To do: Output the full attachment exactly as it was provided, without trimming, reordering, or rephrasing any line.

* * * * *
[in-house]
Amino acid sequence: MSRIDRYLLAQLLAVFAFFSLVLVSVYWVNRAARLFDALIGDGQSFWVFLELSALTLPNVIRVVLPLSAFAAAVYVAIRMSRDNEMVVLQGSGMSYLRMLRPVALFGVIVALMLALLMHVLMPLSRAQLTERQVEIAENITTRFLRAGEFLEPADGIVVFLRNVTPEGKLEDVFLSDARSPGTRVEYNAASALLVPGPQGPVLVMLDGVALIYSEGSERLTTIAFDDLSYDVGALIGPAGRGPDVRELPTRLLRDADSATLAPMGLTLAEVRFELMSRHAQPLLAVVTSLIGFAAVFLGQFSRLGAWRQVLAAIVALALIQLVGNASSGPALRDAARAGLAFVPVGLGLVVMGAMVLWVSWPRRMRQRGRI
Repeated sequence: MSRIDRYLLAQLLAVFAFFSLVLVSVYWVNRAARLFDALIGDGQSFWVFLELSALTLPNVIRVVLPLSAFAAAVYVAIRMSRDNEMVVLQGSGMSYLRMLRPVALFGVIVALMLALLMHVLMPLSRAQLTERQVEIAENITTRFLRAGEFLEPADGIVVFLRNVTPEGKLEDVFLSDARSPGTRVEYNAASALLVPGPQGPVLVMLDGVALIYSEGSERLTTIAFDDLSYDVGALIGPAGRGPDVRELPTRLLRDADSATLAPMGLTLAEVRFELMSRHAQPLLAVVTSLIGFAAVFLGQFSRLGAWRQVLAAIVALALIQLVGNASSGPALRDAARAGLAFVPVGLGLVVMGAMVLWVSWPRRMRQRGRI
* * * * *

[in-house]
Amino acid sequence: MSRIDRYLLAQLLAVFAFFSLVLVSVYWVNRAARLFDALIGDGQSFWVFLELSALTLPNVIRVVLPLSAFAAAVYVAIRMSRDNEMVVLQGSGMSYLRMLRPVALFGVIVALMLALLMHVLMPLSRAQLTERQVEIAENITTRFLRAGEFLEPADGIVVFLRNVTPEGKLEDVFLSDARSPGTRVEYNAASALLVPGPQGPVLVMLDGVALIYSEGSERLTTIAFDDLSYDVGALIGPAGRGPDVRELPTRLLRDADSATLAPMGLTLAEVRFELMSRHAQPLLAVVTSLIGFAAVFLGQFSRLGAWRQVLAAIVALALIQLVGNASSGPALRDAARAGLAFVPVGLGLVVMGAMVLWVSWPRRMRQRGRI
Repeated sequence: MSRIDRYLLAQLLAVFAFFSLVLVSVYWVNRAARLFDALIGDGQSFWVFLELSALTLPNVIRVVLPLSAFAAAVYVAIRMSRDNEMVVLQGSGMSYLRMLRPVALFGVIVALMLALLMHVLMPLSRAQLTERQVEIAENITTRFLRAGEFLEPADGIVVFLRNVTPEGKLEDVFLSDARSPGTRVEYNAASALLVPGPQGPVLVMLDGVALIYSEGSERLTTIAFDDLSYDVGALIGPAGRGPDVRELPTRLLRDADSATLAPMGLTLAEVRFELMSRHAQPLLAVVTSLIGFAAVFLGQFSRLGAWRQVLAAIVALALIQLVGNASSGPALRDAARAGLAFVPVGLGLVVMGAMVLWVSWPRRMRQRGRI